Computer bugs really bug me, yet computer bugs became a fantastic analogy for me to use when talking about depression.  I have worked with a number of computer systems in the business world. It quickly became apparent to me that one bug caused many others. One bug was the root cause while others were the symptoms.   What surprised me was how many colleagues didn’t recognise the pattern. People would often complain about the symptoms and not hone in on the root problem.

It’s the same with life.   I recently saw a current affairs article where a student had been expelled from school four weeks out from final exams, all because she wore the wrong colored stockings.   Her mother and others complained bitterly. They can argue all they like about the validity or reasoning of the rule. However, to finish the year, all the student had to do was wear the correct stockings.   The expulsion was the symptom.    The cause was the student deciding to constantly wear the wrong stockings. Bloody hell! Wear the right stockings – finish your exams. Easy!

With depression, many people treat the symptoms.   The lethargy is treated with a need for exercise. The chemical imbalance with drugs.   The disinterest in life is countered by doing something you love.   And though those options may treat the symptom well, they do not remove or remedy the underlying root cause. I know. I tried them all.

When I had depression, I often searched the internet, as it evolved, for new information about depression cures.  There is a lot of symptom treatment but nothing focussing on a root cause. Adding to the mix was that there is differing opinions amongst researchers as to what causes depression.   I had a similar  experience when I began to research the first of my computer problems this week. Microsoft Outlook would not fully open. As the ‘waiting’ icon went around and around for hours on end, a small word appeared in the bottom left hand corner: “Databinding”.

Obviously, the word ‘Databinding’ combined with Outlook not responding simply were a symptom of a computer bug.   I researched the internet and found that the common suggestion was that Outlook had corrupted ‘pst files’ and that I needed to run a program called scanpst.exe.   The instructions that people offered caused me no end of confusion and I could not find one person who verified that the recommended and common solution actually worked.   Where was a practical step by step solution?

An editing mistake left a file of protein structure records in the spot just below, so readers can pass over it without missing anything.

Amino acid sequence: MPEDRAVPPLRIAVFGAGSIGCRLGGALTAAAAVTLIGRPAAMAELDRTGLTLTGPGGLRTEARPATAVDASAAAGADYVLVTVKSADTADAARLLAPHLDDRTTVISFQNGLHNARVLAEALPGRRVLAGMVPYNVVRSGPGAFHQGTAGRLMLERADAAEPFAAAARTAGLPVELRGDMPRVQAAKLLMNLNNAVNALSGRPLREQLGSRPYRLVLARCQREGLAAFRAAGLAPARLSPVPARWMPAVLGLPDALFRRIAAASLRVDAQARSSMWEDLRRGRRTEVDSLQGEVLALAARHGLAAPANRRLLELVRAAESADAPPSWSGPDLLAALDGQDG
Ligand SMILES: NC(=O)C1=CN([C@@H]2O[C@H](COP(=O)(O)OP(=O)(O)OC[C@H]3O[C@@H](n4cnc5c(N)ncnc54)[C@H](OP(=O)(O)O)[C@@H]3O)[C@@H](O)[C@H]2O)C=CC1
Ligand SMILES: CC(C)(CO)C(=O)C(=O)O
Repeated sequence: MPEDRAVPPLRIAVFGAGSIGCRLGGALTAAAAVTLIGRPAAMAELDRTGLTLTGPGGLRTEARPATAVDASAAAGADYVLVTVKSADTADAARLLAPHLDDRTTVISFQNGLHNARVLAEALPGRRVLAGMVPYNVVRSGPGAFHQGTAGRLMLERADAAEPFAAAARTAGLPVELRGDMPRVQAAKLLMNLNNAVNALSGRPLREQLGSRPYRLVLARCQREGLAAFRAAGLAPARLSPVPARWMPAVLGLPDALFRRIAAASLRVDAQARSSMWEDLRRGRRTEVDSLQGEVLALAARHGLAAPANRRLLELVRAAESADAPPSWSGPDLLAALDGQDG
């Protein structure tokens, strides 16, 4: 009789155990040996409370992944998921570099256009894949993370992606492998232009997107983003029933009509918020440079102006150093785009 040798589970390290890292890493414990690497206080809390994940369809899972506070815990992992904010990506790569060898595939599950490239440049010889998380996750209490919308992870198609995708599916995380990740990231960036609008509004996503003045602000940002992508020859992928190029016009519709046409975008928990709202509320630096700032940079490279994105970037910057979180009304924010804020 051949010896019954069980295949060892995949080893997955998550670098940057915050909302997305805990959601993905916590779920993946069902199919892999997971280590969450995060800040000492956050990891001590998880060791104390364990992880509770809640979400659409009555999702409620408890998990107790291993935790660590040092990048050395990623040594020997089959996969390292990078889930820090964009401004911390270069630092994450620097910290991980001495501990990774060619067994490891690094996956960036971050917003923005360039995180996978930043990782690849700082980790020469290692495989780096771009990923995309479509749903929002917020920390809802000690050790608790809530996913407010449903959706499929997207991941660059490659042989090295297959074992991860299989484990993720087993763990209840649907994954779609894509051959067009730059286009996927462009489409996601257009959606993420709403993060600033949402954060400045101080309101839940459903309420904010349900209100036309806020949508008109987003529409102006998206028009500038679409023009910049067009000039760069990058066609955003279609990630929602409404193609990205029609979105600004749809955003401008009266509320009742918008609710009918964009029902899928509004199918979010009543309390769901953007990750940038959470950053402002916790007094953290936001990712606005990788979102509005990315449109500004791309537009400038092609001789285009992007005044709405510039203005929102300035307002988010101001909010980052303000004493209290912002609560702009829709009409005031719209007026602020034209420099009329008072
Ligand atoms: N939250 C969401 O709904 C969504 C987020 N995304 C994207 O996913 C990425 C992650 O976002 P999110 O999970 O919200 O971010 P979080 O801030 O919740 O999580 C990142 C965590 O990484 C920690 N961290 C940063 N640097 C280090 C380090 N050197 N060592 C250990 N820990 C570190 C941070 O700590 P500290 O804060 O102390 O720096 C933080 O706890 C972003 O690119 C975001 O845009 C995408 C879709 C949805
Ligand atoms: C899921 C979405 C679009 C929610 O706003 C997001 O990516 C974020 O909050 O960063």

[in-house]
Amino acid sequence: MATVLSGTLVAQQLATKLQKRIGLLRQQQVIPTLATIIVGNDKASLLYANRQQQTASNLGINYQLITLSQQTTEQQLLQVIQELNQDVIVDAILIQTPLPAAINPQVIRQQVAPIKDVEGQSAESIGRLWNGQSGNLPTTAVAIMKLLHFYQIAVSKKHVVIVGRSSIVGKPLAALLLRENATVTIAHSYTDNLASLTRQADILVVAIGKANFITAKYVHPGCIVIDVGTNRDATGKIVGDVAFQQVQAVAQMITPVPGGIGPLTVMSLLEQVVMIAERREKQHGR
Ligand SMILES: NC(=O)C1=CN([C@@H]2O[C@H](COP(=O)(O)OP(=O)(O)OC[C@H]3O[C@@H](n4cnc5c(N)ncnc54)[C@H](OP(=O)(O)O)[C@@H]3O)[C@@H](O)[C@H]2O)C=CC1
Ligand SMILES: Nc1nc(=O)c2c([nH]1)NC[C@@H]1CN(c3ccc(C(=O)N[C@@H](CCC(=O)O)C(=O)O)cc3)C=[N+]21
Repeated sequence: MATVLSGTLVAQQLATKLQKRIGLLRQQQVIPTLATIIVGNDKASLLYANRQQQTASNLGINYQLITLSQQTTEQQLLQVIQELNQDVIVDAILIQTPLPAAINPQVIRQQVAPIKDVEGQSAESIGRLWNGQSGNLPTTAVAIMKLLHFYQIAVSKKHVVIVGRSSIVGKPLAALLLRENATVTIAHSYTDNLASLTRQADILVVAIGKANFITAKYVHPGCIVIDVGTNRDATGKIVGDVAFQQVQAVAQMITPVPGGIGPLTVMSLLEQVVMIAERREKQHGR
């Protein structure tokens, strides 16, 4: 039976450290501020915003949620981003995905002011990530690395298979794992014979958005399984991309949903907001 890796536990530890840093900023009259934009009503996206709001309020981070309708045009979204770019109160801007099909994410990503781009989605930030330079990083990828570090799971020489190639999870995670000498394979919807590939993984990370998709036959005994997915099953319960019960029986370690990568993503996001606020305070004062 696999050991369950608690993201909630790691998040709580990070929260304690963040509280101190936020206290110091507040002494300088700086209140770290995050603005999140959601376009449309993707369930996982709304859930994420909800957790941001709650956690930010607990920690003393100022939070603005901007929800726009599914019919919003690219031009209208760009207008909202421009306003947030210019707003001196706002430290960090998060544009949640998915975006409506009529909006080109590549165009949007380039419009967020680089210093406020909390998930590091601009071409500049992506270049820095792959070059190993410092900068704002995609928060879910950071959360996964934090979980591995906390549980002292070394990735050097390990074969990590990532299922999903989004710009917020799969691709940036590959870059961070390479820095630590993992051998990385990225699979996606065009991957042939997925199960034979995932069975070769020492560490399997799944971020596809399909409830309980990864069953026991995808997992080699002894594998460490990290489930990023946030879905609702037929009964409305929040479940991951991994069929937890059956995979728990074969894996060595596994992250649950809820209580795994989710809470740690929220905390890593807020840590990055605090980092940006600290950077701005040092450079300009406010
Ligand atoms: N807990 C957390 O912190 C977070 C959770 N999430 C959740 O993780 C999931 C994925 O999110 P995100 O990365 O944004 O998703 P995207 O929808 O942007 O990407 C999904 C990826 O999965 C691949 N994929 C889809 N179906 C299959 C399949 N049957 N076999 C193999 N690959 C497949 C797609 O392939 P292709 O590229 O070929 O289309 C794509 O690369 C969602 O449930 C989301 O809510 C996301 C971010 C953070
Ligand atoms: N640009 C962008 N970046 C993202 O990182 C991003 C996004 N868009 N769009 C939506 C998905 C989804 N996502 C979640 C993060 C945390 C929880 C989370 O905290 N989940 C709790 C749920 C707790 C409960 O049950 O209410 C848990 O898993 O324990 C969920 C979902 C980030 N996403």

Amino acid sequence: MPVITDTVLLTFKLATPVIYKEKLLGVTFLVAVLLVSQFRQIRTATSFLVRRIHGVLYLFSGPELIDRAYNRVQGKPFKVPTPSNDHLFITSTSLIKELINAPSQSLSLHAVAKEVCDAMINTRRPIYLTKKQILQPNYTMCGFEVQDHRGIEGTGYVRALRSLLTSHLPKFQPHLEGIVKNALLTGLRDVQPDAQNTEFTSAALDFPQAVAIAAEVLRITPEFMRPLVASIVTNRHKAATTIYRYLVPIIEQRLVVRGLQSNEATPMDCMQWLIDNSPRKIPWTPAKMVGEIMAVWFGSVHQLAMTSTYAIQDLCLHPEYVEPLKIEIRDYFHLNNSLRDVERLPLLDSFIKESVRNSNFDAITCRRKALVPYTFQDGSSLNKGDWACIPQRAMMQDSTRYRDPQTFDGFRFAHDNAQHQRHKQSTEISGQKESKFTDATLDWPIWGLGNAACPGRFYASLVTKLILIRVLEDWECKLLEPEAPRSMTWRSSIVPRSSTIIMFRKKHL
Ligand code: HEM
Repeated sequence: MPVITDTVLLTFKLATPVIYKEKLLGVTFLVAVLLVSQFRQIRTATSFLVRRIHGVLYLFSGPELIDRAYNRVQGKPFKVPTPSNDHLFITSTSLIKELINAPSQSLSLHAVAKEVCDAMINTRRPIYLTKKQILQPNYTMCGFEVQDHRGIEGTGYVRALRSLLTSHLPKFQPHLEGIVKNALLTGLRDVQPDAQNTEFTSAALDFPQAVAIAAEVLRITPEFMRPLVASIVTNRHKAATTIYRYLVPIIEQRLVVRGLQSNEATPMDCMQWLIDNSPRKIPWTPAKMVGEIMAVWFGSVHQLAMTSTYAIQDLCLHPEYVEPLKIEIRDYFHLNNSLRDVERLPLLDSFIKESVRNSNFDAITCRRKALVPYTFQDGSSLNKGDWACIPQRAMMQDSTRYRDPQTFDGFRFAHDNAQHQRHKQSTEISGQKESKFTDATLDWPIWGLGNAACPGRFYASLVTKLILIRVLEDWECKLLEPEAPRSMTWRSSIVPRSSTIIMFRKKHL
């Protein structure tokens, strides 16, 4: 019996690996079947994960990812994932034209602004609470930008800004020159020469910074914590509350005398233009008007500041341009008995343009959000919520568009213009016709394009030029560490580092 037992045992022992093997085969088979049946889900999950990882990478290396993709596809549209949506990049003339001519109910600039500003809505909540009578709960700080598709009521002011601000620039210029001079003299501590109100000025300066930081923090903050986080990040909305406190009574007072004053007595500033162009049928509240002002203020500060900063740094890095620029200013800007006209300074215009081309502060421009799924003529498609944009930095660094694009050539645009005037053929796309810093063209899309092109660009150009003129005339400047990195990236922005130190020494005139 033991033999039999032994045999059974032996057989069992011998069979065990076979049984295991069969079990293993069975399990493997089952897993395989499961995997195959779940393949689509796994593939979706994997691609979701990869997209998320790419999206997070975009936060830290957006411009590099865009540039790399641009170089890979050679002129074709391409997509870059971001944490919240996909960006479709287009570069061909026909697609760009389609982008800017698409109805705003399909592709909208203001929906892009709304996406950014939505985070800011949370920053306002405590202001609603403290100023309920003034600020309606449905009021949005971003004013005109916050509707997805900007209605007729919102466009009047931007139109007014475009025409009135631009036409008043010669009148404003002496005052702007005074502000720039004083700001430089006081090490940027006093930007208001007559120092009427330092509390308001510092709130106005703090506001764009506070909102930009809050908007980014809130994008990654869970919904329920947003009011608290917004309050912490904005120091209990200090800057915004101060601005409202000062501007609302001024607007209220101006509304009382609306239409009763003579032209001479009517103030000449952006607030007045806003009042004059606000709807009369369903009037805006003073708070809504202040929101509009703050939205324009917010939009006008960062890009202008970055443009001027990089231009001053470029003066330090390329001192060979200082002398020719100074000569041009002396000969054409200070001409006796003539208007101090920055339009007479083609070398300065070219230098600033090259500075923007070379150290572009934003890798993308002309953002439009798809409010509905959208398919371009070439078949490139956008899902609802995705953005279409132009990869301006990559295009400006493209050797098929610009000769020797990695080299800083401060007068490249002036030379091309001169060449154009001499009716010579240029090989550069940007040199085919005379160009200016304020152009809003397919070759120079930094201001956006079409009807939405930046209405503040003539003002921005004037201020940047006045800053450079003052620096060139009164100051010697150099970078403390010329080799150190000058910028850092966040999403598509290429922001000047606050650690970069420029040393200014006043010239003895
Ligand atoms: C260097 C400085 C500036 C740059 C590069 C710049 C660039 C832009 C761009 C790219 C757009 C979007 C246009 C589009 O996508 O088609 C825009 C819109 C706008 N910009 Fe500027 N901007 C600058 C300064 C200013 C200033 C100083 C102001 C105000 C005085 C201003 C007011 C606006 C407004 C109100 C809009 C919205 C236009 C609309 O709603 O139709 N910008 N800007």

The solution was unlikely and came from an unlikely source. I stumbled upon a forum post by a man named Andrew Wallace. Andrew is a “Junior Member” of  the forum with only a few posts to his name. Andrew had stumbled across the solution himself whilst applying a fix for a different problem.

In contrast to the complexity of other solutions, the simple solution that this junior member was able to post was stunning and simple. It also highlighted, once again, about life being a paradox. The solution is often found where you least expect it.

The solution to the ‘Databinding’ and ‘not responding’ error in Microsoft Outlook is: Open Internet Explorer (an apparently unrelated program), go to Tools / Internet Options / General Tab / Browsing History and delete all history for all options.   That’s it.   Outlook then worked perfectly. There were no corrupt pst files. I didn’t need to run complex programs like the consensus was saying.

Now where else have I heard this type of thing? That’s right…depression cures. Depression is not an illness, it’s a symptom. Commonly misunderstood but entrenched by consensus.   But I digress.

The second computer problem I had was with my Skype connection. I have a Skype number and can dial landline phones from my computer. It is very handy when I’m travelling. However the sound became garbled and conversations were impossible. Skype had no answer to this problem.

Again, searching the net offered more ‘expert opinion’ rather than usable solutions.   There was talk about changing programs, buying compatible equipment, and running support programs, however, one post had a passing reference to a file named index.bat becoming ‘bloated’ with use.   This file can be deleted but reappears. However it reappears without being  bloated.   Now I don’t need to know how a common file named index.bat links with Skype, all I need to know is how to delete it.   For that, a nice simple little program named Crap Cleaner did the job. I’ve used this program for quite a while now and found it to be practical.   That’s what I like.   I simply selected every ‘delete’ option and it quickly cleared index.bat, as well as a stack of unnecessary other, um, crap!   Skype was now connecting me loud and clear.

Two computer symptoms cleared by totally ‘unrelated’ bugs.   Imagine how quickly you could clear depression if you knew where the root cause lay.   Look at depression as a symptom, not as a disease.

If you think you’re stuck with depression, think again. 2010 is the year to Discover Peace of Mind.

Rodney Lovell